EXCEL: SETTING PIVOT TABLE DEFAULTSBy
Pivot tables offer powerful ways to summarize data, but many people find that it takes as long to format and tweak a pivot table as it did to create the pivot table. A new Pivot Table Defaults feature shipping this month to Office 365 subscribers will allow you to specify your favorite pivot table formatting as a default.
SETTING PIVOT TABLE DEFAULTS
In the past, pivot tables were created in the Compact layout shown in Figure 1. Multiple fields in the Rows area are all collapsed into column A with a generic heading of “Row Labels.” Empty cells appear in the pivot table as blank instead of zero. Subtotals appear at the top of each group instead of the bottom.
The new feature lets you set the default layout for your pivot tables. There are two ways to do this. Go to File, Options, Advanced. Scroll to the Data section. The first item should be Make Changes to the Default Layout of Pivot Tables. Click the button for Edit Default Layout.
Open the Report Layout dropdown and choose Show in Tabular Form. Choose the checkbox for Repeat All Item Labels. Change the Subtotals option to Show Subtotals At the Bottom of the Group. Click the PivotTable Options button. In the PivotTable Options dialog, type a zero (0) for the setting called For Empty Cells, Show.
The next time that you create a pivot table, your settings will appear in the pivot table as shown in Figure 2. Note that you now have useful headings in A4, B4, and C3. Totals appear at the bottom of each group. Empty cells are replaced by zero.
The second way to set the defaults is useful if you have a pivot table that’s already in the correct format. You can base the defaults on that pivot table. Open the workbook that contains the pivot table. Select one cell in the pivot table. Go to File, Options, Advanced, Data, and click the button for Edit Default Layout.
Use the Layout Import feature by entering a single cell from the pivot table in Layout Import and clicking the Import button. All of the settings from the pivot table will become the default for future pivot tables.
If you use Excel 40 hours a week, you probably have a small wish list of things that you wished were different about it. With Excel.UserVoice.com, you can communicate those ideas directly to the Excel team. If others agree with you and vote for your idea—an idea needs at least 20 votes before the Excel team will respond—it’s possible that your idea could be incorporated in a future monthly release of Office 365.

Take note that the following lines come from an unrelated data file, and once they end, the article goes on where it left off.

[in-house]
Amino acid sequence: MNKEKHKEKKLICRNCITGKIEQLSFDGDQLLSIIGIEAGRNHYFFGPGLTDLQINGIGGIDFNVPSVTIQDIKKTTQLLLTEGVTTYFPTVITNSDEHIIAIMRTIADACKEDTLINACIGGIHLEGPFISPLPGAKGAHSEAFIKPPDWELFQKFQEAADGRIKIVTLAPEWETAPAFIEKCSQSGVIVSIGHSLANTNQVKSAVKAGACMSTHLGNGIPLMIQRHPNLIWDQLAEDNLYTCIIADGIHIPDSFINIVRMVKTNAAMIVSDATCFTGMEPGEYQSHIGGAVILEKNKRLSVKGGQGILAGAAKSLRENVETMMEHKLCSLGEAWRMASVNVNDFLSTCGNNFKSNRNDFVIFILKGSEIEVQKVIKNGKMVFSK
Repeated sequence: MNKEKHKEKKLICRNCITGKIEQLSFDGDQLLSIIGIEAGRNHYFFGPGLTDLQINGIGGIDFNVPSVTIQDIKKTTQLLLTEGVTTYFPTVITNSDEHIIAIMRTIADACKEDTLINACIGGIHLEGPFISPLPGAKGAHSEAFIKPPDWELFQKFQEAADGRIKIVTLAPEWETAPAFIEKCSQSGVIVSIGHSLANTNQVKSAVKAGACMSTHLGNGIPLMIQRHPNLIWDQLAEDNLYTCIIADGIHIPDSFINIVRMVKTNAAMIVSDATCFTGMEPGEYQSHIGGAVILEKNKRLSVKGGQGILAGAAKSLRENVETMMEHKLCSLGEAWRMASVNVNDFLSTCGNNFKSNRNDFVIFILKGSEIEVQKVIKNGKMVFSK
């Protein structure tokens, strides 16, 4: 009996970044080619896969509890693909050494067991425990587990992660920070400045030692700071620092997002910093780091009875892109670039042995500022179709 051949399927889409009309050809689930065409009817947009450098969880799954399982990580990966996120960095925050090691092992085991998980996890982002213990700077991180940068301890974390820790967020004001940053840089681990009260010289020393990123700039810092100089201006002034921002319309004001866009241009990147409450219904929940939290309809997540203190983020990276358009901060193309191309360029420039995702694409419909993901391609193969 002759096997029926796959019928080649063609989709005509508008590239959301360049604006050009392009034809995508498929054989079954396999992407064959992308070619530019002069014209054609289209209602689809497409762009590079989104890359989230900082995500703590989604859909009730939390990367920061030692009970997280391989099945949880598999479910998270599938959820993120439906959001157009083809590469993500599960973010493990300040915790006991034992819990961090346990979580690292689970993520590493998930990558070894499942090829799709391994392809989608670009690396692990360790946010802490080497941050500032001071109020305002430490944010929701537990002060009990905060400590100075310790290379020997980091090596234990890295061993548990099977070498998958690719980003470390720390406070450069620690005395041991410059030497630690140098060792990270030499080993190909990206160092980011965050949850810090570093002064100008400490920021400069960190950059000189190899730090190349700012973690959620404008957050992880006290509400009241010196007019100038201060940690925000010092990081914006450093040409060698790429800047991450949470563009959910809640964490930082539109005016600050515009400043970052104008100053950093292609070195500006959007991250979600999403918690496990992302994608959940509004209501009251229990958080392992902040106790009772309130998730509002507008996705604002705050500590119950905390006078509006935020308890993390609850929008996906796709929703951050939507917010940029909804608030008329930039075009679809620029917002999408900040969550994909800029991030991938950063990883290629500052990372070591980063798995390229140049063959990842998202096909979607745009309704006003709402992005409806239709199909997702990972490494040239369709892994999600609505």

This new pivot table feature began as an idea I posted at Excel.UserVoice.com. I had been grumbling about the Compact layout introduced in Excel 2007 for years and wished that Microsoft would let me specify that all future pivot tables would start in Tabular layout instead of Compact. And while conducting seminars for IMA® (Institute of Management Accountants) chapters, I would encounter members in the audience asking for all pivot tables to start in Classic Mode or various other requests. So I submitted my idea to Excel.UserVoice.com in early 2016 and asked others to vote for it. The idea had already received a few hundred votes before the Excel team indicated that they were going to implement a larger version of it.
ONLY THROUGH OFFICE 365
Microsoft used to release a new version of Office every two to three years. This development cycle was slow. If you had a great idea just after Excel 2013 shipped, you would have to wait three years for the next release of Office. Instead of paying $400 every three years for the next release of Office, Microsoft’s new strategy is that people will pay $10 a month for a continually updated version of Office. This product is called Office 365.
New features could come out every Tuesday, but realistically, a new feature might arrive once a month. Other features that are only in Office 365 include the funnel chart, map chart, MAXIFS function, TEXTJOIN function, and icons. Other small improvements, such as the black theme, are also released this way. Those of you who create CSV files might have noticed that Excel would nag you twice during the Save As process that you might lose features with that file format. If you’re a CSV pro, it could be rather annoying to be nagged twice. A recent update to Office 365 reduces the nagging by 50%.
Features like this take 13 weeks to roll out through Office 365. The Pivot Table Default feature was rolled out to the Office 365 Insider Fast channel during the first week of March 2017. If you need the feature today, search for “How to Become Office Insider Fast” for information on changing your subscription plan.
The Pivot Table Default feature allows you to specify the Classic pivot table layout or any other setting found in the Pivot Table Options dialog.